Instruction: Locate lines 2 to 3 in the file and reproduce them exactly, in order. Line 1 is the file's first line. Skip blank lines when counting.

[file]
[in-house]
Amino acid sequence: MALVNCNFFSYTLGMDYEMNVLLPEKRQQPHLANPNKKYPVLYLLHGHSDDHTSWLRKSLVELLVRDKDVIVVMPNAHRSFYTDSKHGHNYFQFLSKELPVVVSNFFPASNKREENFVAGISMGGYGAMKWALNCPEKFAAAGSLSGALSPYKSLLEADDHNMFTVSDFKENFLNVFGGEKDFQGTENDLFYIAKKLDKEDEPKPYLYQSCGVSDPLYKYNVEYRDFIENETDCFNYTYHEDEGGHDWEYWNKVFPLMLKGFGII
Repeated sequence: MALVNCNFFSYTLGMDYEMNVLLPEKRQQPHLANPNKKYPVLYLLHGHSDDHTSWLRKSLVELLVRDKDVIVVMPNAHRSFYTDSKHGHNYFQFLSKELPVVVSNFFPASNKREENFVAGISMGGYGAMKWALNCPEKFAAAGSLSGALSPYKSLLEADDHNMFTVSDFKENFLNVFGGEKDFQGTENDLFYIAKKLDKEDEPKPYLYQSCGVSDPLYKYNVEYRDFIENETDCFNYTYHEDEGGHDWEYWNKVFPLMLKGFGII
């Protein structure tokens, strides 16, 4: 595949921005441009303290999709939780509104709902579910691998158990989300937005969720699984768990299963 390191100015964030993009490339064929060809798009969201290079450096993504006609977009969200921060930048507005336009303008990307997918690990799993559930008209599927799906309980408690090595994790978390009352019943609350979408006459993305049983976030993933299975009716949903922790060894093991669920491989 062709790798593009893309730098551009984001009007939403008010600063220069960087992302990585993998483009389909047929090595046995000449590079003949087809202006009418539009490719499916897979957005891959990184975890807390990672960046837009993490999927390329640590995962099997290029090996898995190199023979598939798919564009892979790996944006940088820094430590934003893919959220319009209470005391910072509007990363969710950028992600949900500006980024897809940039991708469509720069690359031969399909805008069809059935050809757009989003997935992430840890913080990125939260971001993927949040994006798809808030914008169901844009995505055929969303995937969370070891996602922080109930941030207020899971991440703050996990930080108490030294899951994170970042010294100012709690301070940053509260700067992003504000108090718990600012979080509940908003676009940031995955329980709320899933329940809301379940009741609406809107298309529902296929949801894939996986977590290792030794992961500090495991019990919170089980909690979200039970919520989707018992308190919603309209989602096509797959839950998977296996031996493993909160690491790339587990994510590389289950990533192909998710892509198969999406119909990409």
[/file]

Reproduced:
Amino acid sequence: MALVNCNFFSYTLGMDYEMNVLLPEKRQQPHLANPNKKYPVLYLLHGHSDDHTSWLRKSLVELLVRDKDVIVVMPNAHRSFYTDSKHGHNYFQFLSKELPVVVSNFFPASNKREENFVAGISMGGYGAMKWALNCPEKFAAAGSLSGALSPYKSLLEADDHNMFTVSDFKENFLNVFGGEKDFQGTENDLFYIAKKLDKEDEPKPYLYQSCGVSDPLYKYNVEYRDFIENETDCFNYTYHEDEGGHDWEYWNKVFPLMLKGFGII
Repeated sequence: MALVNCNFFSYTLGMDYEMNVLLPEKRQQPHLANPNKKYPVLYLLHGHSDDHTSWLRKSLVELLVRDKDVIVVMPNAHRSFYTDSKHGHNYFQFLSKELPVVVSNFFPASNKREENFVAGISMGGYGAMKWALNCPEKFAAAGSLSGALSPYKSLLEADDHNMFTVSDFKENFLNVFGGEKDFQGTENDLFYIAKKLDKEDEPKPYLYQSCGVSDPLYKYNVEYRDFIENETDCFNYTYHEDEGGHDWEYWNKVFPLMLKGFGII